Representatives from the Saudi Arabian government are conducting preliminary talks around bringing a lucrative short-form franchise cricket tournament to its country, it has been reported.

Saudi state authorities have held discussions with owners of franchises from the iconic Indian Premier League (IPL) Twenty20 tournament about trying to set up a similar competition in the kingdom, according to the Sydney Morning Herald.

The newspaper has cited a range of sources, including administrators, coaches, and players from a range of countries, as saying that informal conversations have been taking place for over a year.

It is understood that some discussions revolve around the potential availability of Indian players in such a league – at the moment, the governing Board of Control for Cricket in India (BCCI) body bars its players from appearing in foreign T20 tournaments and restricts them to the IPL to maintain the 10-team league’s primacy.

The Saudi oil giant Aramco currently has deals in place with both the IPL, agreed last December, and with the International Cricket Council (ICC), with that tie-up sealed in October.

The Saudi Tourism Authority also has a commercial agreement in place for the IPL, which is currently in its 15th season.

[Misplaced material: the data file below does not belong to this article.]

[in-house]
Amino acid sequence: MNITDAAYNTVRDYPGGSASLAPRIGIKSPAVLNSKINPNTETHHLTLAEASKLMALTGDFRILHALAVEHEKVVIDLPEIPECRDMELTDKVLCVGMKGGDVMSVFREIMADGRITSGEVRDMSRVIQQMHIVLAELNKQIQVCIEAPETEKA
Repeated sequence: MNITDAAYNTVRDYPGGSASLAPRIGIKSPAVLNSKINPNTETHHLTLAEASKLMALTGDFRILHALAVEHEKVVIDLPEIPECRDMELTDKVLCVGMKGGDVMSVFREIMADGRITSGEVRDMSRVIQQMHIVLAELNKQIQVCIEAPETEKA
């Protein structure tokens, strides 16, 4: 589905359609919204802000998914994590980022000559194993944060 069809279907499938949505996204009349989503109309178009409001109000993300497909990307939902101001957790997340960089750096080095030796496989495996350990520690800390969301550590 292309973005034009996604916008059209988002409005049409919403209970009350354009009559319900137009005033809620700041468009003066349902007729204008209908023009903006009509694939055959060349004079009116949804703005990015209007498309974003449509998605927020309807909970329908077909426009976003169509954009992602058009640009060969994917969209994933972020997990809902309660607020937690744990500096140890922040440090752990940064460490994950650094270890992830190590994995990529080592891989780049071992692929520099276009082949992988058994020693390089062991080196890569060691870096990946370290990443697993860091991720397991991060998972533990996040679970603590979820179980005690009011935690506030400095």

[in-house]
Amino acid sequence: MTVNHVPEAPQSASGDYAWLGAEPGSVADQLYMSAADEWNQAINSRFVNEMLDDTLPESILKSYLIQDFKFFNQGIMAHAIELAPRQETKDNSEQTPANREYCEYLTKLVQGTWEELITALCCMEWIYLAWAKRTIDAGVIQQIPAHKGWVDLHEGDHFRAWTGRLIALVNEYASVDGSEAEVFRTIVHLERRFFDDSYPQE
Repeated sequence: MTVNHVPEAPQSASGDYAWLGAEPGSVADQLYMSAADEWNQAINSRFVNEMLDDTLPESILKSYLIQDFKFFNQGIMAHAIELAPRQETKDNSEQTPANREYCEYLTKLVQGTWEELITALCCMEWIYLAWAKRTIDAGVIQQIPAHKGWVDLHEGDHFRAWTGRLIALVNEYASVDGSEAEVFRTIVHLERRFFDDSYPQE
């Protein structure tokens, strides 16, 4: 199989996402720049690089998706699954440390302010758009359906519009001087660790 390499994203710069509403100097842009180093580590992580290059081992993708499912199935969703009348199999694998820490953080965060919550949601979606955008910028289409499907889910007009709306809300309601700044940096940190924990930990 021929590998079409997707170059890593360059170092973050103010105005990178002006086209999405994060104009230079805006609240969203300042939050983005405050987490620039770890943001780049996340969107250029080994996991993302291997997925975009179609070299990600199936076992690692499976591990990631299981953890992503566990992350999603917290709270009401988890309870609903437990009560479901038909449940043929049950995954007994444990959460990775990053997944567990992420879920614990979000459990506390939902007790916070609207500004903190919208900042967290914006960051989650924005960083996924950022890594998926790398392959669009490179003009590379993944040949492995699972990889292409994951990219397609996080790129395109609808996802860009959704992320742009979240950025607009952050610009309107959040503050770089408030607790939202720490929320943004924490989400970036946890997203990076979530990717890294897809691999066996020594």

When that tie-up was announced, BCCI secretary Jay Shah commented: “This partnership will create newer opportunities for cricket in Saudi and strengthen the sport in the region.”

At the moment, Saudi Arabia is an associate member of the ICC and has both men’s and women’s programs in place (although its infrastructure levels are not yet on the same levels as in the neighboring United Arab Emirates, for example).

Speaking exclusively to GlobalData Sport last month (March), however, the ICC’s commercial chief Anurag Dahiya said he expects cricket to significantly increase in popularity across Saudi Arabia over the next few years, and that the nation is an identified growth market for the game.

Also last month, Arab News quoted Prince Saud bin Mishal Al-Saudi – chair of the Saudi Arabia Cricket Federation – as saying: “Our aim is to create a sustainable industry for locals and ex-pats living in the Kingdom and make Saudi Arabia a global cricketing destination.”

Indian cricket events over the last few months have seen a number of Saudi government and business representatives attend, while media has reported that Indian cricketing authorities have been approached for advice on how to bring top-tier cricket to the Kingdom.

Any cricket league set up in Saudi Arabia would need to be ratified by the ICC, through the assent of its top-tier member nations, such as England and Australia, as well as India.

Outside of cricket, meanwhile, Saudi Arabia has been throwing its weight around to a significant extent in the sporting world in recent years, making its mark in top-tier golf, soccer, boxing, and motorsport.

In terms of IPL interest in the Middle East, meanwhile, multiple teams from the UAE’s International League T20 tournament – which launched earlier this year – are run by IPL owners.

IPL team owners also have franchises in leagues covering the Caribbean, South Africa, and the US.

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